Running a Shop Leadership Operations

It’s Spring Time

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Are you excited yet? This is the time that your shop should step up to the next level, when all the efforts you have put in over the wintertime—all of the new systems and hires—should manifest this spring through summer as we come into the busy season.

The changes you made last year should reveal themselves here in the coming months, and, as things really start to take off, you should be seeing higher numbers. You should see higher car counts and better profit margins. If you don't see higher numbers, then you need to stop and reflect on the decisions you have made over the last 12 months and ask yourself, “why?”  

What did you do during those slow times, in the winter when things weren’t as busy (although, this may not apply to extreme cold climate shops)?

Our businesses should always be building, and each building block is a step to the next level.

If you see yourself jump $20,000 per month in the summer, you are probably not going to fall as bad in the slower months—our highs are higher and our lows are also higher. We need to take advantage of those slow times and make sure we put in the effort to grow our company.

Slow times are when you should employ new people, roll out new systems and ideas—not when you're blown out. When you're blown out, you're leaning those systems to keep the wheels on the bus.

So, the question remains: How do you take advantage of those busier times and grow your shop?

At the end of the day, you have to make sure that your capacity matches the budget you have spent on marketing. If the capacity of your shop and your current team is maxed out, and you increase marketing, you’re going to have to also increase payroll and hire more people.

The cheapest way to grow and make more profit is to not hire anybody and only do more marketing while your company grows. But that also shows that your shop has lots of current capacity, and that you're not really getting everything you can out of it.

The most expensive time to grow is when you're at that sweet spot, when your shop and team are maxed out and there's no more room. You go and market your shop and grow until you think, “Oh, crap, there is no way to do the work,” whether it be service advisors or technicians,  and then you have to go and add those people. You’ll end up in a spot that’s not as profitable, but you have to go through this period to get to the next level.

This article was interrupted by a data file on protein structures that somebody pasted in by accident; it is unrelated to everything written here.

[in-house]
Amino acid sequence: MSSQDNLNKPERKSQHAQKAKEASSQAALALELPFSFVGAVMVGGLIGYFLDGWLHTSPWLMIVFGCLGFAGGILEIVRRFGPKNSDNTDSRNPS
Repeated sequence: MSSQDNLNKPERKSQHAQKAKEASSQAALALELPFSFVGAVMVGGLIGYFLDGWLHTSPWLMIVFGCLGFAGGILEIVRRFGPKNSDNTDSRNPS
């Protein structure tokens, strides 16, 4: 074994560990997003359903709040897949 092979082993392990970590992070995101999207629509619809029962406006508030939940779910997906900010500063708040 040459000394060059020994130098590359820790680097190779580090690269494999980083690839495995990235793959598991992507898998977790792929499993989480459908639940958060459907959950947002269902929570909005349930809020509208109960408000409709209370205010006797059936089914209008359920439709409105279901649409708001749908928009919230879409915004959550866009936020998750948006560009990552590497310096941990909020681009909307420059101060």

Once everything is rolling and you've gotten going, at that moment, that's when you are able to look back and say, ‘OK, that was a good idea,” or, “That idea I had? That was horrible.” It’s important to pause and think that way, to avoid tunnel vision.

When trying to track your business, you want to compare this month’s performance to the same month’s numbers of last year. This is how you compare to see if all of your decisions compounded have helped you to grow and to get better.

You will also want to compare your current month’s performance to the previous month’s, considering that’s what sets the stage of what's going on during the current year. You may have had a bad snow storm that rolled over in the current month, or a technician quit. So, you need to know last month’s numbers, as well.

These comparisons can help to predict your shop’s performance going forward.

If we can all reflect and remember that it's a two-fold deal whenever we're trying to grow, and really look at last year versus this year, we’ll be able to see if we made good solid decisions. We can grade ourselves honestly as a leader and as an entrepreneur.

If we didn't, we need to look at ourselves in the mirror and say, “This year’s going to be different.”


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